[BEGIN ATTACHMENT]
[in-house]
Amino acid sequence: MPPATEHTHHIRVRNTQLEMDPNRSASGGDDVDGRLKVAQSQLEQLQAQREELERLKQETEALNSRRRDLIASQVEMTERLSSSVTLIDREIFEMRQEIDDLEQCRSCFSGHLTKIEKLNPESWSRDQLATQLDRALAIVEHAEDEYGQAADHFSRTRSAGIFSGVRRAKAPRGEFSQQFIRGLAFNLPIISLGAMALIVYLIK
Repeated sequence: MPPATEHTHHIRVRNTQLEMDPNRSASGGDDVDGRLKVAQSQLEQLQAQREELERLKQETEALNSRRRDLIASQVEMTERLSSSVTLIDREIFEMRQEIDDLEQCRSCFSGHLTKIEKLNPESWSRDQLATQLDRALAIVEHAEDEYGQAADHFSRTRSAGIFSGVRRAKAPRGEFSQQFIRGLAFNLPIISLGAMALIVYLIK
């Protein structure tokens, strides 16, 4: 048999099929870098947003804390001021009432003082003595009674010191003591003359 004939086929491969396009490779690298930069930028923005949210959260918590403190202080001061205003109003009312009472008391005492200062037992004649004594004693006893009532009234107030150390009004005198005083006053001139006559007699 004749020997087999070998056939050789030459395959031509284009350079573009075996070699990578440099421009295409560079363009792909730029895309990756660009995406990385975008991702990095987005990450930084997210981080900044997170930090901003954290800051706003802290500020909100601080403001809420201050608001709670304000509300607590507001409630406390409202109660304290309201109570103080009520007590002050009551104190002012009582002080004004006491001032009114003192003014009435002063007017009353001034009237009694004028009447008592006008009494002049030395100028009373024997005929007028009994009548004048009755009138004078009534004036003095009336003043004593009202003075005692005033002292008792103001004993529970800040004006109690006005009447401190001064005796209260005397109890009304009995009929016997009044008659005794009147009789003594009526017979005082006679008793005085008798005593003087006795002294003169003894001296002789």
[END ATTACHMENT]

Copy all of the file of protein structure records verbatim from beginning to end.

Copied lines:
[in-house]
Amino acid sequence: MPPATEHTHHIRVRNTQLEMDPNRSASGGDDVDGRLKVAQSQLEQLQAQREELERLKQETEALNSRRRDLIASQVEMTERLSSSVTLIDREIFEMRQEIDDLEQCRSCFSGHLTKIEKLNPESWSRDQLATQLDRALAIVEHAEDEYGQAADHFSRTRSAGIFSGVRRAKAPRGEFSQQFIRGLAFNLPIISLGAMALIVYLIK
Repeated sequence: MPPATEHTHHIRVRNTQLEMDPNRSASGGDDVDGRLKVAQSQLEQLQAQREELERLKQETEALNSRRRDLIASQVEMTERLSSSVTLIDREIFEMRQEIDDLEQCRSCFSGHLTKIEKLNPESWSRDQLATQLDRALAIVEHAEDEYGQAADHFSRTRSAGIFSGVRRAKAPRGEFSQQFIRGLAFNLPIISLGAMALIVYLIK
């Protein structure tokens, strides 16, 4: 048999099929870098947003804390001021009432003082003595009674010191003591003359 004939086929491969396009490779690298930069930028923005949210959260918590403190202080001061205003109003009312009472008391005492200062037992004649004594004693006893009532009234107030150390009004005198005083006053001139006559007699 004749020997087999070998056939050789030459395959031509284009350079573009075996070699990578440099421009295409560079363009792909730029895309990756660009995406990385975008991702990095987005990450930084997210981080900044997170930090901003954290800051706003802290500020909100601080403001809420201050608001709670304000509300607590507001409630406390409202109660304290309201109570103080009520007590002050009551104190002012009582002080004004006491001032009114003192003014009435002063007017009353001034009237009694004028009447008592006008009494002049030395100028009373024997005929007028009994009548004048009755009138004078009534004036003095009336003043004593009202003075005692005033002292008792103001004993529970800040004006109690006005009447401190001064005796209260005397109890009304009995009929016997009044008659005794009147009789003594009526017979005082006679008793005085008798005593003087006795002294003169003894001296002789």